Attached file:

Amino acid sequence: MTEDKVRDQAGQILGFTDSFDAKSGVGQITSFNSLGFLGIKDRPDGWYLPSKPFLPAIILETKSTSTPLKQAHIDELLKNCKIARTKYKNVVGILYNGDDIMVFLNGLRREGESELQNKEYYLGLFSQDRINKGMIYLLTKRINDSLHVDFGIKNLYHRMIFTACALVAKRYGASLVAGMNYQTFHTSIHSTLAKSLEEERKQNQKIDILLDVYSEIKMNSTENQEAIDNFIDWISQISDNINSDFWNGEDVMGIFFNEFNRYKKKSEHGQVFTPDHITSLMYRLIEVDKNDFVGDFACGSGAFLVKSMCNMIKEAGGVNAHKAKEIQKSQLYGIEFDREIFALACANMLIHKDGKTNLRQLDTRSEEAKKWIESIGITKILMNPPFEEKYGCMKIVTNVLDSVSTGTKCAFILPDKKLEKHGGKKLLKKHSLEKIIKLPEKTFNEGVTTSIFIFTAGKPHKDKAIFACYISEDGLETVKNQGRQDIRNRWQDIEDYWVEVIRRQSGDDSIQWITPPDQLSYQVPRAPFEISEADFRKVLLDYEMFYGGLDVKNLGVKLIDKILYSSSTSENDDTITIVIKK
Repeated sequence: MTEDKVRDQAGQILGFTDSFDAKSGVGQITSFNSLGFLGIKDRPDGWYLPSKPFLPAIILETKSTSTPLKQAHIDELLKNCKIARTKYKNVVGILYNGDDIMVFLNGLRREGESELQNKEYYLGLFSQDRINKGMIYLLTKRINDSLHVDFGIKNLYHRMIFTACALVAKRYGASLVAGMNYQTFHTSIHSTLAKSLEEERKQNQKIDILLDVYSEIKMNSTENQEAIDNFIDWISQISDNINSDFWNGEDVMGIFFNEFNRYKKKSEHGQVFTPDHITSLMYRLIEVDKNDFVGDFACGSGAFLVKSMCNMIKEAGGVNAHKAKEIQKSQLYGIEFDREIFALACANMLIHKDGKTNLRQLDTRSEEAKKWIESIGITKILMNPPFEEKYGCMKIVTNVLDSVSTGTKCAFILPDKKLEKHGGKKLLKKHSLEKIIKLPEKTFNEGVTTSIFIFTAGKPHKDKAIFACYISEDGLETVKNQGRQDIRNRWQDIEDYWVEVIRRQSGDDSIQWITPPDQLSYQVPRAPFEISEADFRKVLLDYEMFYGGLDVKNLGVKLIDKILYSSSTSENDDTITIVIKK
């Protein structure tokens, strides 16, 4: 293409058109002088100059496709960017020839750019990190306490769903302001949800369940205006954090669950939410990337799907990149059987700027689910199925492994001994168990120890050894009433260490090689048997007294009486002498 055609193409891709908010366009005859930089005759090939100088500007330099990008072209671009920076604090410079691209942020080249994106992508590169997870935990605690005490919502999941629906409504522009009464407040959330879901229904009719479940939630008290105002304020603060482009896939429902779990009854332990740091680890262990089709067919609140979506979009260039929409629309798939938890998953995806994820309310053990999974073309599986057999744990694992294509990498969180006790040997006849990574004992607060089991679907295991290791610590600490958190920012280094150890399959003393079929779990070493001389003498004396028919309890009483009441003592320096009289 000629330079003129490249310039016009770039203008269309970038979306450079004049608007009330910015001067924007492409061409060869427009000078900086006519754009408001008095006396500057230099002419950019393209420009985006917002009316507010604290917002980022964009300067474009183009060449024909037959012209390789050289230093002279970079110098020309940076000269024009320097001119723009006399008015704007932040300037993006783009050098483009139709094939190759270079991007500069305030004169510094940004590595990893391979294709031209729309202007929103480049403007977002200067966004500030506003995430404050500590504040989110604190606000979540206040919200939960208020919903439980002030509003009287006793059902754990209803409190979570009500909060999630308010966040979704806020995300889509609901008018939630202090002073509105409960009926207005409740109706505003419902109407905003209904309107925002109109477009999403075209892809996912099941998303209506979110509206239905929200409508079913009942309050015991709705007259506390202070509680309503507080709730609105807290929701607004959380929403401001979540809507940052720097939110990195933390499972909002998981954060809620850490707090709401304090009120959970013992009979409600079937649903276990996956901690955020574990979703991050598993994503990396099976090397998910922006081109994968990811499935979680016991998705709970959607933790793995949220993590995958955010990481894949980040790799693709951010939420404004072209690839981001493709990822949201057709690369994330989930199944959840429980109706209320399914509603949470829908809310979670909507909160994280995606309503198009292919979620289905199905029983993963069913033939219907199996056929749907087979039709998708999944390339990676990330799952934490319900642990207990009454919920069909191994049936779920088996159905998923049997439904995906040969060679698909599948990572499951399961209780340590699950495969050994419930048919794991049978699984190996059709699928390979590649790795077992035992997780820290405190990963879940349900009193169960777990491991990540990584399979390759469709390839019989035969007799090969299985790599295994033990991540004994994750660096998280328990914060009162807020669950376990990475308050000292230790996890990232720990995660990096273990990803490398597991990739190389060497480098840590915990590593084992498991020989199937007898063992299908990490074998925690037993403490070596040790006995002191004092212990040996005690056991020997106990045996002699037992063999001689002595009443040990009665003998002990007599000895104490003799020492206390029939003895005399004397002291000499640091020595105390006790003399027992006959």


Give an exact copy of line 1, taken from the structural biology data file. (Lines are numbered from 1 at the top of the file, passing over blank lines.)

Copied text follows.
Amino acid sequence: MTEDKVRDQAGQILGFTDSFDAKSGVGQITSFNSLGFLGIKDRPDGWYLPSKPFLPAIILETKSTSTPLKQAHIDELLKNCKIARTKYKNVVGILYNGDDIMVFLNGLRREGESELQNKEYYLGLFSQDRINKGMIYLLTKRINDSLHVDFGIKNLYHRMIFTACALVAKRYGASLVAGMNYQTFHTSIHSTLAKSLEEERKQNQKIDILLDVYSEIKMNSTENQEAIDNFIDWISQISDNINSDFWNGEDVMGIFFNEFNRYKKKSEHGQVFTPDHITSLMYRLIEVDKNDFVGDFACGSGAFLVKSMCNMIKEAGGVNAHKAKEIQKSQLYGIEFDREIFALACANMLIHKDGKTNLRQLDTRSEEAKKWIESIGITKILMNPPFEEKYGCMKIVTNVLDSVSTGTKCAFILPDKKLEKHGGKKLLKKHSLEKIIKLPEKTFNEGVTTSIFIFTAGKPHKDKAIFACYISEDGLETVKNQGRQDIRNRWQDIEDYWVEVIRRQSGDDSIQWITPPDQLSYQVPRAPFEISEADFRKVLLDYEMFYGGLDVKNLGVKLIDKILYSSSTSENDDTITIVIKK